Germanic tribes and Frankish Empire
The Germanic tribes are thought to date from the Nordic Bronze Age or the Pre-Roman Iron Age. From southern Scandinavia and north Germany, they expanded south, east and west from the 1st century BC, coming into contact with the Celtic tribes of Gaul as well as Iranian, Baltic, and Slavic tribes in Central and Eastern Europe. Under Augustus, the Roman General Publius Quinctilius Varus began to invade Germania (an area extending roughly from the Rhine to the Ural Mountains). In AD 9, three Roman legions led by Varus were defeated by the Cheruscan leader Arminius. By AD 100, when Tacitus wrote Germania, Germanic tribes had settled along the Rhine and the Danube (the Limes Germanicus), occupying most of the area of modern Germany; Austria, southern Bavaria and the western Rhineland, however, were Roman provinces.
In the 3rd century a number of large West Germanic tribes emerged: Alemanni, Franks, Chatti, Saxons, Frisii, Sicambri, and Thuringii. Around 260, the Germanic peoples broke into Roman-controlled lands. After the invasion of the Huns in 375, and with the decline of Rome from 395, Germanic tribes moved further south-west. Simultaneously several large tribes formed in what is now Germany and displaced the smaller Germanic tribes. Large areas (known since the Merovingian period as Austrasia) were occupied by the Franks, and Northern Germany was ruled by the Saxons and Slavs.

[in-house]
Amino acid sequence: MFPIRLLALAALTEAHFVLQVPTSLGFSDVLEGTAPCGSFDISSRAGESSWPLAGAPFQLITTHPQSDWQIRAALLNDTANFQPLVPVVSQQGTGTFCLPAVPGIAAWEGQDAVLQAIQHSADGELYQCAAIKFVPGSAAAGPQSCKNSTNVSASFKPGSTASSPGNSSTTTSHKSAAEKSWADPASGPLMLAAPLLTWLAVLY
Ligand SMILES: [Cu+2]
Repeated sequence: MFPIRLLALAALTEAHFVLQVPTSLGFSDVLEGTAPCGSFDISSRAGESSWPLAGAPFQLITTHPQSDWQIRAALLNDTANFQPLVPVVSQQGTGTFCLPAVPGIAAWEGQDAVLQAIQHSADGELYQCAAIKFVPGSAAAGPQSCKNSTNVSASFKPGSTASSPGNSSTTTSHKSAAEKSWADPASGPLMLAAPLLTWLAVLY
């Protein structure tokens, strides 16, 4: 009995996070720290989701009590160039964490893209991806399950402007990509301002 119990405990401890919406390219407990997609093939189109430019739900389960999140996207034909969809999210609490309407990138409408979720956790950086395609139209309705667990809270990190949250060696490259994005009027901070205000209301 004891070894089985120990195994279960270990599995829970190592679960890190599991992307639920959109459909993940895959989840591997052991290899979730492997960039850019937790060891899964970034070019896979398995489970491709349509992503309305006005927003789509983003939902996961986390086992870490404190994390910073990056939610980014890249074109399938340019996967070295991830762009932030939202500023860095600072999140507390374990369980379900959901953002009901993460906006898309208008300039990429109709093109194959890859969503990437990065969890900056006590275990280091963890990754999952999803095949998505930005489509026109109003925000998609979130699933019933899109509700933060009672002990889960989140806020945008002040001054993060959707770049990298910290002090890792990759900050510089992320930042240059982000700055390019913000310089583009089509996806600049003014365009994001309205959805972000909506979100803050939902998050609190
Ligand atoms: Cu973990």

Holy Roman Empire
On 25 December 800, Charlemagne founded the Carolingian Empire, which was divided in 843. The Holy Roman Empire resulted from the eastern portion of this division. Its territory stretched from the Eider River in the north to the Mediterranean coast in the south. Under the reign of the Ottonian emperors (919–1024), several major duchies were consolidated, and the German king was crowned Holy Roman Emperor of these regions in 962. The Holy Roman Empire absorbed northern Italy and Burgundy under the